Take the 2-minute tour ×
Physics Stack Exchange is a question and answer site for active researchers, academics and students of physics. It's 100% free, no registration required.

It is known, that Reissner-Nordstrom black hole is thermodynamically unstable [1].

  • Does it mean, that there is no Reissner-Nordstrom black hole in physical world?
  • Does it mean, that there may be phase transition?
  • Does it mean, that it can be stable for enough long time?

[1] For example, arxiv.org/pdf/0812.1767v2.pdf pp.19-20.

share|improve this question
    
Can you provide the reference where you encountered this statement? –  kleingordon May 14 '13 at 22:38
    
For example: arxiv.org/pdf/0812.1767v2.pdf, pages 19, 20. Also i did my own calculations of Hessian. –  drobnbobn May 14 '13 at 22:53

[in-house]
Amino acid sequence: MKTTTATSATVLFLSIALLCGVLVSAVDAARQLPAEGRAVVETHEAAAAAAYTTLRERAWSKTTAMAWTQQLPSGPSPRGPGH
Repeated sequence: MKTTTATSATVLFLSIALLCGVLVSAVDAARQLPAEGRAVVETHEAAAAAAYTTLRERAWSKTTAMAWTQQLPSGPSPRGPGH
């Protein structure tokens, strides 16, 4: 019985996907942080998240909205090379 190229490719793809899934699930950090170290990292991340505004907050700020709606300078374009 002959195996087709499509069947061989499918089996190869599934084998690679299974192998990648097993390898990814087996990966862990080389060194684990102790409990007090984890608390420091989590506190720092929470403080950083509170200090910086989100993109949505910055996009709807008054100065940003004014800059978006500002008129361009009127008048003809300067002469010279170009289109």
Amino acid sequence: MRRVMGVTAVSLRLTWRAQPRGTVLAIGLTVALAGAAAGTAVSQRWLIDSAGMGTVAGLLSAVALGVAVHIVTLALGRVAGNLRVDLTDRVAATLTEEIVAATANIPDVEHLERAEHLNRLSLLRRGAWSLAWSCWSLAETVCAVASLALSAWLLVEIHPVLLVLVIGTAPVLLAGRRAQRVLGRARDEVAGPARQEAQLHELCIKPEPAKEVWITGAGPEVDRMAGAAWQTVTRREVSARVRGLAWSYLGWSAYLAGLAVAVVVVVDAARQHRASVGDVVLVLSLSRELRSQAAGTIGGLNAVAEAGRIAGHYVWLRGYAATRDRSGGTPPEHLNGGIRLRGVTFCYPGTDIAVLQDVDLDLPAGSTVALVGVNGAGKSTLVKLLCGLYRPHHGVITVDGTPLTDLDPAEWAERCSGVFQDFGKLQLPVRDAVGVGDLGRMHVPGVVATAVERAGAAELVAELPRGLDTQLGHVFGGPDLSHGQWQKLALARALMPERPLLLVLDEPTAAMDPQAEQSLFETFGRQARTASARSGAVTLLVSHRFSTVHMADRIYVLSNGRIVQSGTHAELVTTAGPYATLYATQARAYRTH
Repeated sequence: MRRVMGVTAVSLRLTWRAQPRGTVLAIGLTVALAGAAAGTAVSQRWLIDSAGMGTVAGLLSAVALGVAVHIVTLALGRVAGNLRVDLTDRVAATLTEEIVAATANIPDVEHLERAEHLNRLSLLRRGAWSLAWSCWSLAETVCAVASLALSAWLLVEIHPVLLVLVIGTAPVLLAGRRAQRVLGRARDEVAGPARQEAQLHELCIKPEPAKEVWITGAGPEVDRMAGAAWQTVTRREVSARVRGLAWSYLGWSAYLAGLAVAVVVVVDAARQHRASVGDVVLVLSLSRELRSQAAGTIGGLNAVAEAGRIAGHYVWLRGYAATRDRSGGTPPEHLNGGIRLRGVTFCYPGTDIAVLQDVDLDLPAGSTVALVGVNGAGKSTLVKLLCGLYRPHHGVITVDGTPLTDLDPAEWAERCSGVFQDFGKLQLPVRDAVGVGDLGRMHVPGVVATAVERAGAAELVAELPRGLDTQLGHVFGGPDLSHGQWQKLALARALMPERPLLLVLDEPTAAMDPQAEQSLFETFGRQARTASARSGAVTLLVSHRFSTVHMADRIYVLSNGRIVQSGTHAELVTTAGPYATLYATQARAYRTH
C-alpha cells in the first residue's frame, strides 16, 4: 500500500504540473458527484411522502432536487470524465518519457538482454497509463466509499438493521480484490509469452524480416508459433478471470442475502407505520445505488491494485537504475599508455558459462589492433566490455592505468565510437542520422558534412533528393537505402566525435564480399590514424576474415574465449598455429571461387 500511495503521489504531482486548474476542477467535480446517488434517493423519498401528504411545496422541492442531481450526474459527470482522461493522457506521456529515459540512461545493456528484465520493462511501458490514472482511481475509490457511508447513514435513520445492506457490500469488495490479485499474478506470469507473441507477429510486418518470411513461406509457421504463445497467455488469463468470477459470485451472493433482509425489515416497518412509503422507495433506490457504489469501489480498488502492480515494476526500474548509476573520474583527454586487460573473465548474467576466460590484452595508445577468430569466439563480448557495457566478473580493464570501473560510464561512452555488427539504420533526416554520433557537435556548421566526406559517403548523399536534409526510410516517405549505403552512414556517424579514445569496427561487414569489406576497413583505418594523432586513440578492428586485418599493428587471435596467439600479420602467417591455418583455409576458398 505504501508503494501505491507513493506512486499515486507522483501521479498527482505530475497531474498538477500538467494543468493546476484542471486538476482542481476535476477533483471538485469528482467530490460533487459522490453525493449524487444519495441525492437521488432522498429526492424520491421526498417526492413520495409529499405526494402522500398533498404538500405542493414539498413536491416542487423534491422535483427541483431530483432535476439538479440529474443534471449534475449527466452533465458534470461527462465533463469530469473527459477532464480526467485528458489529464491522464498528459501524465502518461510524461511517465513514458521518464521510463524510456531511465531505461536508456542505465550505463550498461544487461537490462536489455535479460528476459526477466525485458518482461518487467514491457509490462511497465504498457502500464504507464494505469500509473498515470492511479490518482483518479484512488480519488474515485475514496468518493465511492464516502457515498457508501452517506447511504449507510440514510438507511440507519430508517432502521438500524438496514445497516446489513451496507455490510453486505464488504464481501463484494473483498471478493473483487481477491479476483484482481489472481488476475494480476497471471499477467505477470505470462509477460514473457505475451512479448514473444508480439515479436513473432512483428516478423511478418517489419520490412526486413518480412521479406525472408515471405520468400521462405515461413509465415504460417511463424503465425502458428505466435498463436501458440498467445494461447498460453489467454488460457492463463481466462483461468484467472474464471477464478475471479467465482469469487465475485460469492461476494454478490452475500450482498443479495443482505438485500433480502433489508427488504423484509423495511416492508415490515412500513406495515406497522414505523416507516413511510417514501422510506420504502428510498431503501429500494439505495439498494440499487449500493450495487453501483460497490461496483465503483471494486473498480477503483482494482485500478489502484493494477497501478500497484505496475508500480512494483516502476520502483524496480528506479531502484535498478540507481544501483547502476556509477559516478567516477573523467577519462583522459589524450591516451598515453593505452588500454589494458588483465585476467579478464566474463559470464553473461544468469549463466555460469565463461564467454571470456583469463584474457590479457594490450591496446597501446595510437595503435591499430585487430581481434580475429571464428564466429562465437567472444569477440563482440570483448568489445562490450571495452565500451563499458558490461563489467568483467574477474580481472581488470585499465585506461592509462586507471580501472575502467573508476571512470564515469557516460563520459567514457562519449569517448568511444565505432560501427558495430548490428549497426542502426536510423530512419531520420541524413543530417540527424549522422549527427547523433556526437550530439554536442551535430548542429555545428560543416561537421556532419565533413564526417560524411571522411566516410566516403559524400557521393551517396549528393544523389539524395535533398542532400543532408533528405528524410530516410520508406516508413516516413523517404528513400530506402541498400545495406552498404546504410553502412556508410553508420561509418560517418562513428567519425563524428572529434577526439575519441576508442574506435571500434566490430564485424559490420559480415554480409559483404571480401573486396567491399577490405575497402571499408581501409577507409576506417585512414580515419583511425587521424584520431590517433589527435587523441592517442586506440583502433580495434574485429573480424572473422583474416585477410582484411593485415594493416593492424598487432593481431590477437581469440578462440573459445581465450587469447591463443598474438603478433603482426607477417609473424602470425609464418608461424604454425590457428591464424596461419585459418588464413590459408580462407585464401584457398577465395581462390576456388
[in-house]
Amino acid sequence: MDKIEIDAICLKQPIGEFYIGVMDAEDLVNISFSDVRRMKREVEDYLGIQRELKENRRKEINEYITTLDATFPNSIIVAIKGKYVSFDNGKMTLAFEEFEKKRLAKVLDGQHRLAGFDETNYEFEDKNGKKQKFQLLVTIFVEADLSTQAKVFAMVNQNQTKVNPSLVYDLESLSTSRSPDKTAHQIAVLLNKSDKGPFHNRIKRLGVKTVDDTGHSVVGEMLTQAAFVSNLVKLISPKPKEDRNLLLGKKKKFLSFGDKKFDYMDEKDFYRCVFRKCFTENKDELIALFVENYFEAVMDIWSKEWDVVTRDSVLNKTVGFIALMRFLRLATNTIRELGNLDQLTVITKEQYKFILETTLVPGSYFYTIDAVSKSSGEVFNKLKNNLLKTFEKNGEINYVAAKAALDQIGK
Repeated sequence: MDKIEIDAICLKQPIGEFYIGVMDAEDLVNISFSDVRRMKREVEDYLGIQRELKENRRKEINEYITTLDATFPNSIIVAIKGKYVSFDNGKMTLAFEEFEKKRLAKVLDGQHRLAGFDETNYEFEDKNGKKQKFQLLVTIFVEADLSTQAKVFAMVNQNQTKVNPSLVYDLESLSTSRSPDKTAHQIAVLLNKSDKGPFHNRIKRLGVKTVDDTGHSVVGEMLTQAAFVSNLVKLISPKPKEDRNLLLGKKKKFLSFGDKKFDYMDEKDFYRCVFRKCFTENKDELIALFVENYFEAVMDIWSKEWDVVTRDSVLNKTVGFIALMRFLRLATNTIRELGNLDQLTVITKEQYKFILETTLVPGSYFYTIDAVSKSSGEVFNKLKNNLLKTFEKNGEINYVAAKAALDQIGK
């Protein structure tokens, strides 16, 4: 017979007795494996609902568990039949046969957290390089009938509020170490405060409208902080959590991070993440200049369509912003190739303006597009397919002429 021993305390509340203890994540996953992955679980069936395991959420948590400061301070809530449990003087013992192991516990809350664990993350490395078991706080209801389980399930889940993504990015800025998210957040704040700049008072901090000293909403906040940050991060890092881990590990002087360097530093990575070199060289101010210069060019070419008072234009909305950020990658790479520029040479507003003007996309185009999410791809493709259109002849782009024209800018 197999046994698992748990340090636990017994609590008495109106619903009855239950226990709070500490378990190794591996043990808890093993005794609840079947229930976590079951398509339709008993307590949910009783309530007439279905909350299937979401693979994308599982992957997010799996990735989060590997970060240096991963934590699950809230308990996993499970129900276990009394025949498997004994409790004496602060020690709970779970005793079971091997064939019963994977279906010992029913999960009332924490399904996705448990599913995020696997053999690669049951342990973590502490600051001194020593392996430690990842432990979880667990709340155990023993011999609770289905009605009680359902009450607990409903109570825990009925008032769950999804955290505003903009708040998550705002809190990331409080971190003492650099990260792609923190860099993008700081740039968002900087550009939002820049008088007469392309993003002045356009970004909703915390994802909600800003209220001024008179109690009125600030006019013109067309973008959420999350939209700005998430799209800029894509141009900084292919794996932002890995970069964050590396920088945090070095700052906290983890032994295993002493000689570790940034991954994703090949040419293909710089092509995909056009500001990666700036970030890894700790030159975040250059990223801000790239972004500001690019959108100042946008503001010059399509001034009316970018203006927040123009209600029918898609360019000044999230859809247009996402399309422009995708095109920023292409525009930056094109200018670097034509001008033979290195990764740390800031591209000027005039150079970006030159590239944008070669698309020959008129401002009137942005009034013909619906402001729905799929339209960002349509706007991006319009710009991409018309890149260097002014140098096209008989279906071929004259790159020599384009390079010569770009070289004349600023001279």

1  
You can edit the question to include the reference. –  Ben Crowell May 14 '13 at 23:07
    
I really don't know anything specific about Reissner-Nordstrom black holes, but I can make the following observations: 1) the article you quote gives a range of possible charges in which the instability goes away 2) Generally speaking, thermal instability means that the rate of heating or cooling will run away, causing the temperature to correspondingly and dramatically rise or fall. –  kleingordon May 15 '13 at 1:11
add comment

Your Answer

 
discard

By posting your answer, you agree to the privacy policy and terms of service.

Browse other questions tagged or ask your own question.